Ad Targets Lactose Intolerant Jews

By Ross Schneiderman

Published June 13, 2003, issue of June 13, 2003.
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Lactose intolerant Jews, don’t be ashamed; you’re not alone. According to a new ad for Lactaid milk, 60% of Jewish Americans suffer from the painful cramps, excessive flatulence and other uncomfortable symptoms associated with the disorder.

The ad, which first appeared in the June issues of Hadassah and Reform Judaism magazines, features a picture of a woman with dotted lines on her upper lip — the place where her milk mustache should be. In the top right-hand corner, the ad inquires, “Miss Milk?” Below, the ad mentions the percentage of Jewish Americans who allegedly suffer from lactose intolerance and claims that Lactaid milk can help those with the disorder enjoy milk products without pain and discomfort.

Jews aren’t the only group affected. “Lactose tolerance is actually unusual,” said Dr. Mark Walsh, a gastroneurologist and chairman of the Pharmacy and Therapeutic Committee at Miami Valley Hospital in Dayton, Ohio. “A lot of adults will lose a lot of the activity of lactase” — the enzyme that breaks down lactose, the simple sugar found in milk — “as they get older.”

Other experts agree. According to the Crohns and Colitis Foundation of America’s Web site, “Chinese, Koreans, Japanese, Jews in Israel and elsewhere, and most Africans and their descendants demonstrate very high levels of lactose intolerance.” The site claims that lactose tolerance is only common among northern Europeans and groups of Middle Eastern people such as Bedouins, Yemenites and Saudis.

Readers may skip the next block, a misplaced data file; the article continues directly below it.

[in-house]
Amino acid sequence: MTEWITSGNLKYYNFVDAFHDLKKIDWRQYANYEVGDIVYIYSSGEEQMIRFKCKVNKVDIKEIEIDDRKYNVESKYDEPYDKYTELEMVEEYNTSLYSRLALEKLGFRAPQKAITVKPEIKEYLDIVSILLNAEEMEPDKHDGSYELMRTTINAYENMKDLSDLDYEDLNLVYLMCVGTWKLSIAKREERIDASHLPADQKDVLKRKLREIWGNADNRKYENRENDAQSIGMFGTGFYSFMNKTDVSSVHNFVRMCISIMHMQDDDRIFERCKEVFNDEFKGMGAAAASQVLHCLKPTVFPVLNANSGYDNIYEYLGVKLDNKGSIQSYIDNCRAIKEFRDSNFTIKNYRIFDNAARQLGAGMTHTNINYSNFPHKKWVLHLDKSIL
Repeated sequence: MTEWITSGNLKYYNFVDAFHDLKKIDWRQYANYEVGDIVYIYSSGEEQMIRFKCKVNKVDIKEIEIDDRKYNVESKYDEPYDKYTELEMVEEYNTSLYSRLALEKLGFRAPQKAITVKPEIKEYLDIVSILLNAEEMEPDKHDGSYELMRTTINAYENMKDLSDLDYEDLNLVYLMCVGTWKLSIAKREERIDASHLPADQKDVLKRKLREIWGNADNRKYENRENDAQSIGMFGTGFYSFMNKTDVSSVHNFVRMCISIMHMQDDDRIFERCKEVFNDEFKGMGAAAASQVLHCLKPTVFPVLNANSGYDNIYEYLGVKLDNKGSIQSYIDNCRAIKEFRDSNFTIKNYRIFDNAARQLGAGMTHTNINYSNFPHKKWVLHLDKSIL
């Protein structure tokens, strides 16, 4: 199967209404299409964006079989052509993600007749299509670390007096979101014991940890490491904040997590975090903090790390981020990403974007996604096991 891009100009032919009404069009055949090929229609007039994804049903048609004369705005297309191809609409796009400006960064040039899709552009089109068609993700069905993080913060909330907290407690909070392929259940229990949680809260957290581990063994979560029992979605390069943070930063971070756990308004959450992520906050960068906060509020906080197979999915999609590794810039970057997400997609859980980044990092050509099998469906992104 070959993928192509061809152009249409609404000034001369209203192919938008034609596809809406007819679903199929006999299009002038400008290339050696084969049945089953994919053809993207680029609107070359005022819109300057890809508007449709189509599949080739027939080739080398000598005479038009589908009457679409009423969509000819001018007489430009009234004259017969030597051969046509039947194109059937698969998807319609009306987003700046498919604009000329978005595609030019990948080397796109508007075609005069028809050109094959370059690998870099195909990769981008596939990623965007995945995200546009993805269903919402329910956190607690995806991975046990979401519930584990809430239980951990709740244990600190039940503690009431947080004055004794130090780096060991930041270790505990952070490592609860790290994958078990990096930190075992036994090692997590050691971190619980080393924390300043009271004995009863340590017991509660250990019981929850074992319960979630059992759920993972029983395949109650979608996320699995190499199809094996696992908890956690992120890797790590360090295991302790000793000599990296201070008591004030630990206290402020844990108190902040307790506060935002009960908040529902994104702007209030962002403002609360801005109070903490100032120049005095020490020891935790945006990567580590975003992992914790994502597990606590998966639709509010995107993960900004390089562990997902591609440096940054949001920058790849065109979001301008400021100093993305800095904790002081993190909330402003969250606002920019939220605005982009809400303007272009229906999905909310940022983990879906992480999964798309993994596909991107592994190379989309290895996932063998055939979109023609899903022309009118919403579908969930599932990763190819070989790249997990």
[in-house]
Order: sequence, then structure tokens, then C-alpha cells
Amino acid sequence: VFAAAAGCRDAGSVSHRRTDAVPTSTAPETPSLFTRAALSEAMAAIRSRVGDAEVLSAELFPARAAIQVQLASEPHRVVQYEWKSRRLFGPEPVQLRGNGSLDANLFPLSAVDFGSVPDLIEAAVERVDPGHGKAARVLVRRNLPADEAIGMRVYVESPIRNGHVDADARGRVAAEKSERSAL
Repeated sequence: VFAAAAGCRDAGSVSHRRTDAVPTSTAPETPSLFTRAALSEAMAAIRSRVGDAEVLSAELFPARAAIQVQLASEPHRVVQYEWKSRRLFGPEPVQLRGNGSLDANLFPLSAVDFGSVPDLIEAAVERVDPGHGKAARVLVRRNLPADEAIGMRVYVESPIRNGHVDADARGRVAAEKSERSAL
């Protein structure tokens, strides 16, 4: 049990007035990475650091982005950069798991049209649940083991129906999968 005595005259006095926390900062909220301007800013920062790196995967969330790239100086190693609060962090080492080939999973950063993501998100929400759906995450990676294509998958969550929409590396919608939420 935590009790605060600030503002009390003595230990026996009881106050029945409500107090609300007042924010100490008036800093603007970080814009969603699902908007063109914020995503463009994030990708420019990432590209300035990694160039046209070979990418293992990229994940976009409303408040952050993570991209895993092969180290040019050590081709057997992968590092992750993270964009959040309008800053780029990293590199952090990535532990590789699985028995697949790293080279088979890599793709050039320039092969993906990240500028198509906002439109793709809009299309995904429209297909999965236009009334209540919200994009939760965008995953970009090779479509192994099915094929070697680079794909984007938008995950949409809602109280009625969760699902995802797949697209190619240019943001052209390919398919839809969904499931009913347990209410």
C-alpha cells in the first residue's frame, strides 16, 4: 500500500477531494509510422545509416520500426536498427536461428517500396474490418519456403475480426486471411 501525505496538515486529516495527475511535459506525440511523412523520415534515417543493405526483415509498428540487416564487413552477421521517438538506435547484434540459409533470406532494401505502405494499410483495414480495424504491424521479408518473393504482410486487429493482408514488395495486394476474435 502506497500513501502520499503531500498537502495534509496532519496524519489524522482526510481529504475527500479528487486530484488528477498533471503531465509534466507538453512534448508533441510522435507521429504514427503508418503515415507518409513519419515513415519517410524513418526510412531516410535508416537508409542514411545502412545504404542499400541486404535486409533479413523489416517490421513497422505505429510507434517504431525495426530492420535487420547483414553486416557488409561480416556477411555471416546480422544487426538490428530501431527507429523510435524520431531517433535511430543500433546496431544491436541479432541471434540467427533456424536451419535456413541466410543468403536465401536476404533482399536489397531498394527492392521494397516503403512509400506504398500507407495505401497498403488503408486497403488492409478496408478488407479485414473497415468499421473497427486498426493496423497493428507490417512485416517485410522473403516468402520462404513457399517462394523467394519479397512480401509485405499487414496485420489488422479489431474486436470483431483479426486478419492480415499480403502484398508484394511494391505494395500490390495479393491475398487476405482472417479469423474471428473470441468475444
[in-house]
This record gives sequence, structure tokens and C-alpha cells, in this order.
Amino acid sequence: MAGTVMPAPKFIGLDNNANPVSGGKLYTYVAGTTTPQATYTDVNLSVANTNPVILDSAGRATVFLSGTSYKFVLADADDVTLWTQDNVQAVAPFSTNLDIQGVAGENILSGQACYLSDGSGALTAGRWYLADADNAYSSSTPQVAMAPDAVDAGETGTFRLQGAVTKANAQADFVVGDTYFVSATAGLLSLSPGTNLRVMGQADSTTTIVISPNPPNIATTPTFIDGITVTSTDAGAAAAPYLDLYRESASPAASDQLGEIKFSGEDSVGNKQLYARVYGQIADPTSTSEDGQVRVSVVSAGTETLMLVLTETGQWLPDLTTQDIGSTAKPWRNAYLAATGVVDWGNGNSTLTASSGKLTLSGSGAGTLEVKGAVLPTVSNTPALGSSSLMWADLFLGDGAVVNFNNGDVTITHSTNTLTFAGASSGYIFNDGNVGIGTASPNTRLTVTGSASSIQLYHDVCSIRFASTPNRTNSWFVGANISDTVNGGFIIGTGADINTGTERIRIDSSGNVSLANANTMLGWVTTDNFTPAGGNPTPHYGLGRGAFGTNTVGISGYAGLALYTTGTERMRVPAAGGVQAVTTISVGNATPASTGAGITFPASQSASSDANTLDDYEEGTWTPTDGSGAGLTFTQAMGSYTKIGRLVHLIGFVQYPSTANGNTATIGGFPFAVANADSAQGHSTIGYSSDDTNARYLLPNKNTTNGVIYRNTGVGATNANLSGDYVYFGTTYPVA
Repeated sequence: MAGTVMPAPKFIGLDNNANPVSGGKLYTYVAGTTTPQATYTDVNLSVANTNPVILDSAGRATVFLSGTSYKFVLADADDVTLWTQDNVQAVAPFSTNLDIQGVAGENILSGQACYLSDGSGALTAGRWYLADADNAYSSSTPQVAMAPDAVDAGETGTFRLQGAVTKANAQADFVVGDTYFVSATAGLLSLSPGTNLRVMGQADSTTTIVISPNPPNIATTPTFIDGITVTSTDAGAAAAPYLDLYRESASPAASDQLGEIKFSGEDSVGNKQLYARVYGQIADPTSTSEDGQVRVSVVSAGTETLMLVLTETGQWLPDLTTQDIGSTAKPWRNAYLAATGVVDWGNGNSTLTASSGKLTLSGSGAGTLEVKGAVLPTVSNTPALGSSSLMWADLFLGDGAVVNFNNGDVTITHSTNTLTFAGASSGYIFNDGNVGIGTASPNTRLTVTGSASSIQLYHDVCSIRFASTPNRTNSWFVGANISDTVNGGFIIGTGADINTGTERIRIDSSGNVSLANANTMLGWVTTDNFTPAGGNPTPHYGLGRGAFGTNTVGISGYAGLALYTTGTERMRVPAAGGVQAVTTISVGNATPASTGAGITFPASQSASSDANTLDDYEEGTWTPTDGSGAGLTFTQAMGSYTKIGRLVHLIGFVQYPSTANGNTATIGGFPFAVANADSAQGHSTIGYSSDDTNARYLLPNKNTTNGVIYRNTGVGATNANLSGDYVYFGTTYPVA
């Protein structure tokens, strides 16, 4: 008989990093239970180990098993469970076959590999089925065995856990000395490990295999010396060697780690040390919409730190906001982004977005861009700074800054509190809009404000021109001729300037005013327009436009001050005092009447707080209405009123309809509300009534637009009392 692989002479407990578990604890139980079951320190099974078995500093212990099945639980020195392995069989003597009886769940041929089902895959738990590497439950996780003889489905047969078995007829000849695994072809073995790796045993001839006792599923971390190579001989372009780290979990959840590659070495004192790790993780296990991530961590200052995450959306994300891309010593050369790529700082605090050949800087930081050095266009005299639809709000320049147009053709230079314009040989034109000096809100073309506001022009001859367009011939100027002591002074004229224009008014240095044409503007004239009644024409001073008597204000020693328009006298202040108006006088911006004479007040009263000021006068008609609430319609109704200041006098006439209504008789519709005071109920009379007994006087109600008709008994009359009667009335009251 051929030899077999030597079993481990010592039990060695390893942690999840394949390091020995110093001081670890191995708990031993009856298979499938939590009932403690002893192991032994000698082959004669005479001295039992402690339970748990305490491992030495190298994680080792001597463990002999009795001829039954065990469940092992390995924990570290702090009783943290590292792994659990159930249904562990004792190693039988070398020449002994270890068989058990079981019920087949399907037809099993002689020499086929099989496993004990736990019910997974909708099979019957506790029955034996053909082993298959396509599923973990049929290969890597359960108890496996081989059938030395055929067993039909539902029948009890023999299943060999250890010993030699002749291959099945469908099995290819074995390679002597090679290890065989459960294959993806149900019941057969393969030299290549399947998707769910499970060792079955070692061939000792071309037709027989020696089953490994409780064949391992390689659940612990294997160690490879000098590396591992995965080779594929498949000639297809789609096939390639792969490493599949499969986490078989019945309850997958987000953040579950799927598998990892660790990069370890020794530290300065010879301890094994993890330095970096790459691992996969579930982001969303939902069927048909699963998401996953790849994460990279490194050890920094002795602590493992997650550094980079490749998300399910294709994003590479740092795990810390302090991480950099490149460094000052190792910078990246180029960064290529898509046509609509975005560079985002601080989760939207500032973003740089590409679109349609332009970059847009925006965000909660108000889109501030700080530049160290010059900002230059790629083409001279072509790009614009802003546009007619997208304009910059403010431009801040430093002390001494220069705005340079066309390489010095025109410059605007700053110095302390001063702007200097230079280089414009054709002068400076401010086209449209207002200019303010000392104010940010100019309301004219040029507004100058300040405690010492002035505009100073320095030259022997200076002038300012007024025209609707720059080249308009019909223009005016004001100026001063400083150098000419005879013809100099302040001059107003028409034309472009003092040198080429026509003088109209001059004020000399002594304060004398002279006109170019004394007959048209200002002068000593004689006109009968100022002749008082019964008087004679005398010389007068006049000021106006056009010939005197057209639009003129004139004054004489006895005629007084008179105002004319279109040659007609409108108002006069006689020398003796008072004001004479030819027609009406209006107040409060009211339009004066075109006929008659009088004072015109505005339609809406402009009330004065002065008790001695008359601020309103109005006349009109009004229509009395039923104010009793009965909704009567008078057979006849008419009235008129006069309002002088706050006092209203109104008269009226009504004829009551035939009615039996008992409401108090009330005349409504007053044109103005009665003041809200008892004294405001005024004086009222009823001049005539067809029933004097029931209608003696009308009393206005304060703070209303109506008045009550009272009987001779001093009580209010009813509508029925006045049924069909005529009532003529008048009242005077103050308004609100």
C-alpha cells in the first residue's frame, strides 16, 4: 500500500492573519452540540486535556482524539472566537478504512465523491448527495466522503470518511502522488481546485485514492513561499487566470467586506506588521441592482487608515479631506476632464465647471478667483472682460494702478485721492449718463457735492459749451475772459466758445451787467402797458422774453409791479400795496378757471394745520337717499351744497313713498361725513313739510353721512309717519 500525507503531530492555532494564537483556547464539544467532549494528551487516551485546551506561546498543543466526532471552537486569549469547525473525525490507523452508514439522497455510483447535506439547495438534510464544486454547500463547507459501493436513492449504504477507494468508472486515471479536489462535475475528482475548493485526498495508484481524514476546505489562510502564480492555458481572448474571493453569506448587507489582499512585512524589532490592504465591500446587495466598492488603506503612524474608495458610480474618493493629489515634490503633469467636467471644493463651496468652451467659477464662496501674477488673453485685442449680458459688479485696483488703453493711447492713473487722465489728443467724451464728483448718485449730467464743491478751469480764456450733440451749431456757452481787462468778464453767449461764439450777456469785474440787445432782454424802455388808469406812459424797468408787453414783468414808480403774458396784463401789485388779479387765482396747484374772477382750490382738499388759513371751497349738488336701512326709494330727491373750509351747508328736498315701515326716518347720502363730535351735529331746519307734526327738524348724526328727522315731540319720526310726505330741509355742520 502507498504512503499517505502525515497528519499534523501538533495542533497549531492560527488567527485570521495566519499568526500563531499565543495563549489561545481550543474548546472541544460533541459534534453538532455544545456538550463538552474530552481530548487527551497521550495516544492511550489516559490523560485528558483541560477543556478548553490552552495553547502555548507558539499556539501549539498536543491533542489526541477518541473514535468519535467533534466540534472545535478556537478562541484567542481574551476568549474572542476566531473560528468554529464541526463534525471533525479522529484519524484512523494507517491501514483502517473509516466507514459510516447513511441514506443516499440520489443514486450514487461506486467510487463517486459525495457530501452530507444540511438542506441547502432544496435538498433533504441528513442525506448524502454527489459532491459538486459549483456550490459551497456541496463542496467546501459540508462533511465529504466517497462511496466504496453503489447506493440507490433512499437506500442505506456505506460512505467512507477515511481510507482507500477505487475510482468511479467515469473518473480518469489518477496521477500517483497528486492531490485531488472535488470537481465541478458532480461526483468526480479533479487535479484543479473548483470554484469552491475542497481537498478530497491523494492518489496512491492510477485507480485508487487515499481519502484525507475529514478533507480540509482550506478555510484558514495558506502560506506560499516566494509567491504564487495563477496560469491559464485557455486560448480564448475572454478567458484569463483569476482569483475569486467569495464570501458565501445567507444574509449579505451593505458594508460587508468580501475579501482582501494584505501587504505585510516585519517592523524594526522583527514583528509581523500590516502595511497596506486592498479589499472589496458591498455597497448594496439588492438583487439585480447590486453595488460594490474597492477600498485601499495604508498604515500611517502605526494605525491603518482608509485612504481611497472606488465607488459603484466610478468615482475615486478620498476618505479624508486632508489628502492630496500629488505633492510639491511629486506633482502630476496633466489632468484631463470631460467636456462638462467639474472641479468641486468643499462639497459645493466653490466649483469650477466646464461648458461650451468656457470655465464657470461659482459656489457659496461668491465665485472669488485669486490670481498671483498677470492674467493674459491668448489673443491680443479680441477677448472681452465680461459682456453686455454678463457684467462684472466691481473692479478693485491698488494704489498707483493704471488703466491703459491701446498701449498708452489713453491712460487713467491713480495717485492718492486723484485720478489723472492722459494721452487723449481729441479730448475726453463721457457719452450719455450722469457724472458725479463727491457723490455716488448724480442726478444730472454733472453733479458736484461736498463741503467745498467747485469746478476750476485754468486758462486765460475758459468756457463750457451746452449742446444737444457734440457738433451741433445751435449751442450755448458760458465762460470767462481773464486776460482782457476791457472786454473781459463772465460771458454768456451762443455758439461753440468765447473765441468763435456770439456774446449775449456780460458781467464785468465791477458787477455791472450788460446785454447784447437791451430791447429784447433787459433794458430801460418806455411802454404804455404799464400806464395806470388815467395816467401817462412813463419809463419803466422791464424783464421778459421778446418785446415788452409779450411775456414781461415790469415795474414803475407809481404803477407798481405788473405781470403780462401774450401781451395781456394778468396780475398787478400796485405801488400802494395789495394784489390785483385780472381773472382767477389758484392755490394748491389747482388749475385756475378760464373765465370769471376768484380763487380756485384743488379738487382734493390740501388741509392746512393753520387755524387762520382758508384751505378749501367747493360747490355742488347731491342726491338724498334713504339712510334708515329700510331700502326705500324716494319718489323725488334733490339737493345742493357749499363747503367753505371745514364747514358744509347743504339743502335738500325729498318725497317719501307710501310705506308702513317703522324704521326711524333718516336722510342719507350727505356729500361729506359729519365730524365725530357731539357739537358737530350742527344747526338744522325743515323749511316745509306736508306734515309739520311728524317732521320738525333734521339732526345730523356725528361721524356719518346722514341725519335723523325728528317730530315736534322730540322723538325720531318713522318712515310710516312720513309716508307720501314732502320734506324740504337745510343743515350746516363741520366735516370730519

The CCFA site and Walsh both state that researchers believe that the lactase enzyme is generally present in newborns, but then decreases within the next two years of their lives. The site states that lactase “seems to remain at normal levels only in those peoples and regions whose adult populations depended upon milk as a staple for the last few thousand years.”

But if lactose intolerance is common, Jews of Eastern European descent, as well as Asians, are still disproportionately affected. Indeed, Lactaid’s statistics may actually underestimate the disorder’s prevalence; according to the CCFA site, “80 to 97% of Jews of European descent and Asian-Americans… report symptoms when they drink… three to four glasses of milk per day.”

As with any other disease, complications vary from person to person. The CCFA site says that some will show signs of lactose intolerance after just one glass of milk, while others may be able to imbibe large quantities without problems. In addition, some foods containing milk are less problematic than others; butter and processed cheese, for example, contain almost no lactose.

The good news, Walsh says, is that products like Lactaid — both the milk, which is fortified with added lactase for easier digestion, and Lactaid pills, which can be taken before eating dairy products to reduce symptoms — can help lactose intolerant people. Yet he maintains that there is no miracle cure. “They can be helpful,” he said. “But it’s sometimes hard to calculate when and how much of the product one needs to take at a given time. If someone loves ice cream and they are lactose intolerant, they better take something — and enough of it.”






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